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Harvest & Storage

Forage quality doesn’t increase after harvest, so it’s critical to achieve optimal harvest and store it right to reduce loss. Let our experts tell you how.

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The following article was submitted to Progressive Forage Grower from Damon Carson, who offers innovative ideas on reusing what some may consider to be "junk" materials. Look for future articles from this author, and be sure to submit your own repurpose ideas to .

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Early last winter, I visited a Michigan dairy farm that was having problems with its corn silage. In looking at the silage it was immediately obvious that it was poorly processed; in every handful there were obvious whole or barely cracked kernels.

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Hay is one of the most versatile of stored forages in that it can be kept for long periods of time with little loss of nutrients if protected from weather; a large number of crops can be successfully used for hay production; it can be produced and fed in small or large amounts; it can be harvested, stored and fed by hand or the production and feeding can be completely mechanized; and hay can supply most nutrients needed by many classes of livestock.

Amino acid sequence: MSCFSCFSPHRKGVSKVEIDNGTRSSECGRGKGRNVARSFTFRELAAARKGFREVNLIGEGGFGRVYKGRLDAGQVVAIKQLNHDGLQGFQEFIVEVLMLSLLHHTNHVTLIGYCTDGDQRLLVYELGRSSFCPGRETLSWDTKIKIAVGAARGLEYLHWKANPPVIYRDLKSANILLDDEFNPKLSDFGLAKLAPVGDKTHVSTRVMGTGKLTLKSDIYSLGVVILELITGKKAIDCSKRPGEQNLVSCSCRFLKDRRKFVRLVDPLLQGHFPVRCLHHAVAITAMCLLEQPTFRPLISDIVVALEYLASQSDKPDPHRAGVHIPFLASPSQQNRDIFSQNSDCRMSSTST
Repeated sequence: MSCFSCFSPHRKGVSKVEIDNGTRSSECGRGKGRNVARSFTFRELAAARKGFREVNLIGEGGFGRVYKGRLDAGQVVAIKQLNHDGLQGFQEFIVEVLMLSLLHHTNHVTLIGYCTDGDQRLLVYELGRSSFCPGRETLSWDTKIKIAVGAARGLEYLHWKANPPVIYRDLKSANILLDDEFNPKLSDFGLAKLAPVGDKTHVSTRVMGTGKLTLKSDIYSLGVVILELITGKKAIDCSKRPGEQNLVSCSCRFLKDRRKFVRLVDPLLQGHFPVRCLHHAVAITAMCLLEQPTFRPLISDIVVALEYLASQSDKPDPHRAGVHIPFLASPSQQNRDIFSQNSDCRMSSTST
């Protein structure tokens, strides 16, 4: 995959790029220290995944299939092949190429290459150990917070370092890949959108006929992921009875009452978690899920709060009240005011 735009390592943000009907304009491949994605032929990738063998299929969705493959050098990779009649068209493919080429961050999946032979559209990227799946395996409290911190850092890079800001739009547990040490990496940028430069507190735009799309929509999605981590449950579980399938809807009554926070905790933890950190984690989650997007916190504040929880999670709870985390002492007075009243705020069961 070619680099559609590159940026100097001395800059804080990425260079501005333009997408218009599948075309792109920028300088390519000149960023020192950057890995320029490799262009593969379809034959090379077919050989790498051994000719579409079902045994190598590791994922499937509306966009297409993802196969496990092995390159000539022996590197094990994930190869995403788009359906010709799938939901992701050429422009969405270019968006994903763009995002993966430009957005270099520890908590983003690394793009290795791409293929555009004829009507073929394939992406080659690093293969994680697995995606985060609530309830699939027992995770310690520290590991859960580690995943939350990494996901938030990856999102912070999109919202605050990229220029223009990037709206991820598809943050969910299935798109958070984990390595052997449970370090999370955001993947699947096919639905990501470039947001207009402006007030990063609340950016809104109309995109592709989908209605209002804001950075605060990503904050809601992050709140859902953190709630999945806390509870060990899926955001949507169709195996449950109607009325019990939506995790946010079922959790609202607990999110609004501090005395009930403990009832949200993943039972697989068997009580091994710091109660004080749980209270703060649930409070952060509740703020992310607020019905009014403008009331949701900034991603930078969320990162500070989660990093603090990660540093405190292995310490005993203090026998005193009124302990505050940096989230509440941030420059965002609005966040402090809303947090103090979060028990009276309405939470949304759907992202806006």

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High-quality forage is recognized as an important requirement for maintaining maximum production of cattle, particularly in dairy production.

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When harvesting baled hay, it’s not always easy to control weather- related losses, but storage losses should be more controllable.

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Do you equate shattered leaves, hay baled too wet, silos in poor condition or rain-damaged hay to reduced profit? You should.

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